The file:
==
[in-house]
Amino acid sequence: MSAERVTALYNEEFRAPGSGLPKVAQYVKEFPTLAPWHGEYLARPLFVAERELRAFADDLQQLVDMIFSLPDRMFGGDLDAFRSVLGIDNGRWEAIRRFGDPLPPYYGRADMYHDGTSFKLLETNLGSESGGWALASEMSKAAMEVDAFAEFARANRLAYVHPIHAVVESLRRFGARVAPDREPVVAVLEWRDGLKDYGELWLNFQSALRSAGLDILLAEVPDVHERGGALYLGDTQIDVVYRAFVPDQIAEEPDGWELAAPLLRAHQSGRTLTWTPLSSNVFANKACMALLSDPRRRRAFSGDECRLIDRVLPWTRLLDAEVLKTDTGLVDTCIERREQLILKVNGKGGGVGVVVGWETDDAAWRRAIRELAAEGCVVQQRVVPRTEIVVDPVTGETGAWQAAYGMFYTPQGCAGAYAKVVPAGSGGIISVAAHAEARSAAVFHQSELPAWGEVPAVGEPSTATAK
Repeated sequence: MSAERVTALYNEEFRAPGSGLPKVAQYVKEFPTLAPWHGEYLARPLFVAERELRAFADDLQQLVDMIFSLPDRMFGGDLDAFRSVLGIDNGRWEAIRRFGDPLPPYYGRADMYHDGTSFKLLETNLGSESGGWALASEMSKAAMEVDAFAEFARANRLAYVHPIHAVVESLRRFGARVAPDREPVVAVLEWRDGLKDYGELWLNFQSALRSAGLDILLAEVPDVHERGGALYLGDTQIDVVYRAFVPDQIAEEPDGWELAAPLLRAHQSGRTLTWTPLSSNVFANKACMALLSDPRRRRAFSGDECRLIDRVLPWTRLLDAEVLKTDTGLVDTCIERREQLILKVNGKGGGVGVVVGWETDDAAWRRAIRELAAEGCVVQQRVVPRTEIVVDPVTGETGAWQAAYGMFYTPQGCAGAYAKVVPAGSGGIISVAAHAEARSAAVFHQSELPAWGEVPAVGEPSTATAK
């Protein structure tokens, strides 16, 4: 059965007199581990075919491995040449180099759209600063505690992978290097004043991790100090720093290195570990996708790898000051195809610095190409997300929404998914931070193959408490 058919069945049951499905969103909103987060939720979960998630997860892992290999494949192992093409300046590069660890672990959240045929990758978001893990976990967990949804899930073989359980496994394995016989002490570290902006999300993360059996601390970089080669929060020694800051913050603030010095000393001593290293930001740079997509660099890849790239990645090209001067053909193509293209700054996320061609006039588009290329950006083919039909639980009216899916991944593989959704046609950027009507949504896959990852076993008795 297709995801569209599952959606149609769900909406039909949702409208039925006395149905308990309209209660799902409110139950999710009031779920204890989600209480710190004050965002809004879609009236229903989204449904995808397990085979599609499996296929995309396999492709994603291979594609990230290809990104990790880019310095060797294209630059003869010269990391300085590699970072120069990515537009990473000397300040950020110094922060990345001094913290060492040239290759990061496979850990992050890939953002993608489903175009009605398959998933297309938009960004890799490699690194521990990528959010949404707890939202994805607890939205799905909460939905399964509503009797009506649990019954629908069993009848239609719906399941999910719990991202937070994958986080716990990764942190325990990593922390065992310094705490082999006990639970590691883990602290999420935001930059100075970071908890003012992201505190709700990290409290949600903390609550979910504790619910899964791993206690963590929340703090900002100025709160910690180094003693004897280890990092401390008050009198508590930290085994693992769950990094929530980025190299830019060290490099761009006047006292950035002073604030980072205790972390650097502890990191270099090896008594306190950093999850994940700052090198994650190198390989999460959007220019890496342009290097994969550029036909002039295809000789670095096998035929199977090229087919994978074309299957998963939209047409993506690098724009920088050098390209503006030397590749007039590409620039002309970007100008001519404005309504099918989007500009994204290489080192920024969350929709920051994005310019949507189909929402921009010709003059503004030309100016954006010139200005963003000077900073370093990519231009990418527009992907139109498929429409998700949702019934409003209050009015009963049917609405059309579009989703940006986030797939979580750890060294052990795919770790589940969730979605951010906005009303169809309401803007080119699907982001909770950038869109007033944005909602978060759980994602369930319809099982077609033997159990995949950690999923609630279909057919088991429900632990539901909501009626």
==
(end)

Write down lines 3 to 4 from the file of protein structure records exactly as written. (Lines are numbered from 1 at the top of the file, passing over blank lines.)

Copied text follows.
Repeated sequence: MSAERVTALYNEEFRAPGSGLPKVAQYVKEFPTLAPWHGEYLARPLFVAERELRAFADDLQQLVDMIFSLPDRMFGGDLDAFRSVLGIDNGRWEAIRRFGDPLPPYYGRADMYHDGTSFKLLETNLGSESGGWALASEMSKAAMEVDAFAEFARANRLAYVHPIHAVVESLRRFGARVAPDREPVVAVLEWRDGLKDYGELWLNFQSALRSAGLDILLAEVPDVHERGGALYLGDTQIDVVYRAFVPDQIAEEPDGWELAAPLLRAHQSGRTLTWTPLSSNVFANKACMALLSDPRRRRAFSGDECRLIDRVLPWTRLLDAEVLKTDTGLVDTCIERREQLILKVNGKGGGVGVVVGWETDDAAWRRAIRELAAEGCVVQQRVVPRTEIVVDPVTGETGAWQAAYGMFYTPQGCAGAYAKVVPAGSGGIISVAAHAEARSAAVFHQSELPAWGEVPAVGEPSTATAK
């Protein structure tokens, strides 16, 4: 059965007199581990075919491995040449180099759209600063505690992978290097004043991790100090720093290195570990996708790898000051195809610095190409997300929404998914931070193959408490 058919069945049951499905969103909103987060939720979960998630997860892992290999494949192992093409300046590069660890672990959240045929990758978001893990976990967990949804899930073989359980496994394995016989002490570290902006999300993360059996601390970089080669929060020694800051913050603030010095000393001593290293930001740079997509660099890849790239990645090209001067053909193509293209700054996320061609006039588009290329950006083919039909639980009216899916991944593989959704046609950027009507949504896959990852076993008795 297709995801569209599952959606149609769900909406039909949702409208039925006395149905308990309209209660799902409110139950999710009031779920204890989600209480710190004050965002809004879609009236229903989204449904995808397990085979599609499996296929995309396999492709994603291979594609990230290809990104990790880019310095060797294209630059003869010269990391300085590699970072120069990515537009990473000397300040950020110094922060990345001094913290060492040239290759990061496979850990992050890939953002993608489903175009009605398959998933297309938009960004890799490699690194521990990528959010949404707890939202994805607890939205799905909460939905399964509503009797009506649990019954629908069993009848239609719906399941999910719990991202937070994958986080716990990764942190325990990593922390065992310094705490082999006990639970590691883990602290999420935001930059100075970071908890003012992201505190709700990290409290949600903390609550979910504790619910899964791993206690963590929340703090900002100025709160910690180094003693004897280890990092401390008050009198508590930290085994693992769950990094929530980025190299830019060290490099761009006047006292950035002073604030980072205790972390650097502890990191270099090896008594306190950093999850994940700052090198994650190198390989999460959007220019890496342009290097994969550029036909002039295809000789670095096998035929199977090229087919994978074309299957998963939209047409993506690098724009920088050098390209503006030397590749007039590409620039002309970007100008001519404005309504099918989007500009994204290489080192920024969350929709920051994005310019949507189909929402921009010709003059503004030309100016954006010139200005963003000077900073370093990519231009990418527009992907139109498929429409998700949702019934409003209050009015009963049917609405059309579009989703940006986030797939979580750890060294052990795919770790589940969730979605951010906005009303169809309401803007080119699907982001909770950038869109007033944005909602978060759980994602369930319809099982077609033997159990995949950690999923609630279909057919088991429900632990539901909501009626």